Volunteers have gained knowledge to use on their own land and some have gone on to find employment within the horticulture sector after gaining experience through MUD courses which are grant funded and offered free to participants. Activities by MUD are not just limited to the Platt Fields Market Garden they have collaborations which include sites in Beswick, Miles Platting, Chorlton, Salford and Stockport. They help groups with advice on design, building, volunteering and seeking grant funding for community gardens.
The Platt Fields Market Garden is part of the Community Supported Agriculture (CSA) network, with some produce from the garden being sold to help a free community meal offered on Fridays. There is also have a veg box scheme which can be delivered by bike or collected from the site.
“We hope Manchester City Council can recognise the potential of what we are doing and grant us a long lease to enable us to secure the site for the community and the volunteers” Mike says. “We now involve over 800 people which range across the city’s demographic of age and communities. This has allowed knowledge to be shared and increased our range of produce thanks to the input of culturally different food preferences.”
Mike advises anyone who wants to start to reconnect with their food to seek advice and MUD are always happy for people to call in for a chat. It’s not about being self-sustaining just for the sake of economics it’s about reducing food miles and setting up similar urban market gardens within Manchester on ground that is neglected and unused including roof top gardens. The benefits of growing your own food and reconnecting with nature are manifold Sam says:
“We aim to educate and inspire those in the Urban and peri-urban areas of Manchester and beyond to reconnect with their food production. People can reduce their food costs but its more about the taste, quality and environmental impact. You just cant compare mass farmed produce with something you have grown yourself.
“Certain produce such as garlic, chillies, soft fruits and fruits trees can be real money savers. However, the reduction of the carbon footprint of production, storage and transportation is crucial for the environment. The main thing is for people to get involved.”
As well as the difference in achievement and taste between homegrown and shop bought food, there is also evidence that farming methods have affected food over time. Researchers from Coventry University while examining the nutritional contents of shop bought fruit and vegetables found that since 2019 there had been a fall of over 40% in micronutrient content of shop bought produce since 1940.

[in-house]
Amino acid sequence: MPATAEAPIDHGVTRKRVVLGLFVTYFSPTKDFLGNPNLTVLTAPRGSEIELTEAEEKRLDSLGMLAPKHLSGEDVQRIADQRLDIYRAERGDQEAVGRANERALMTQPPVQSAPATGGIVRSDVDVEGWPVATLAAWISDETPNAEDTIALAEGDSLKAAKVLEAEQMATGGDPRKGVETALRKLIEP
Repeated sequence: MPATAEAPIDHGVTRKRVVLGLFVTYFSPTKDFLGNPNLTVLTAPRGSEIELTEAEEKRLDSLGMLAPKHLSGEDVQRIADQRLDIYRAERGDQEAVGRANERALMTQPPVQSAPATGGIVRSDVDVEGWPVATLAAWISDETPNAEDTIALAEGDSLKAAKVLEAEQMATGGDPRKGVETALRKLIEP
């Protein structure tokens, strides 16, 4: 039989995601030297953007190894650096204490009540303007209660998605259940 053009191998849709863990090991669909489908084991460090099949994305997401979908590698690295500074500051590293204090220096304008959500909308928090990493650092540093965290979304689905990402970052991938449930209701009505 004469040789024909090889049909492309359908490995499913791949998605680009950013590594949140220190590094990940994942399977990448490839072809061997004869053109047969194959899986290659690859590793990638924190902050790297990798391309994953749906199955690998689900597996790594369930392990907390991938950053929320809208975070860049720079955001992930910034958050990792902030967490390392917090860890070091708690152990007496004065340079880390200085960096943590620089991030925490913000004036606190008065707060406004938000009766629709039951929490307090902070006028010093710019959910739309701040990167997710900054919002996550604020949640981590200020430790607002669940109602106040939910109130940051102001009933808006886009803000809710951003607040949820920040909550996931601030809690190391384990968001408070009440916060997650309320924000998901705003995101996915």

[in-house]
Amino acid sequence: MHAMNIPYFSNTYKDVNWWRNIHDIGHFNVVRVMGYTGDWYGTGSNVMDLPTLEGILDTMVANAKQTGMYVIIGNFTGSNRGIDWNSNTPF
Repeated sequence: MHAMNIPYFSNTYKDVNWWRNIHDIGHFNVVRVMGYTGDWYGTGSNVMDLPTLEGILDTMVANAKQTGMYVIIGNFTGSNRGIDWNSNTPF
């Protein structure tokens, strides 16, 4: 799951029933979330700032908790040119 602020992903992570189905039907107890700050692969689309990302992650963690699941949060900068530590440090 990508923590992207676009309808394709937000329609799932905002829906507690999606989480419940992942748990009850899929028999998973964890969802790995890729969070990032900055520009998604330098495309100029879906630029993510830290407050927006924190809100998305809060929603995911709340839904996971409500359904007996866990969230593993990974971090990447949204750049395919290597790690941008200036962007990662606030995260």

Current large scale mechanised agricultural methods are increasingly seen as unsustainable in the long term, due to its negative affects on climate and the environment, with soil degradation being of major concern. A research report presented to parliament raised concerns that “intensive agricultural practices” had depleted nutrient status and increased erosion, compaction and contamination in farmland soil across the UK, affecting food production.
The UN’s designation of degraded land takes into account soil degradation but also includes other measures such as water availability and biodiversity. In April they reported that 40% of the worlds land is classed as degraded, with much of the damage coming from food production. Both the research report to the Parliament in the UK, and the UN point out that this degradation damage is reversible, and the UN is calling for reformed land governance to enable that reversal.
The UN also raises concerns about large scale commercial holdings increasingly dominating agricultural land use in poor and rich countries. Part of the answer in the UK maybe a social change towards some urban and peri-urban food production offering shorter supply chains and less intensive farming. This would not seem alien to those home gardeners in the post war years who tended urban garden vegetable plots or allotments.
Some Mancunians have taken this less incorporated approach to urban food production, repurposing their gardens and drawing on family experience from years gone by coupled with research via the internet.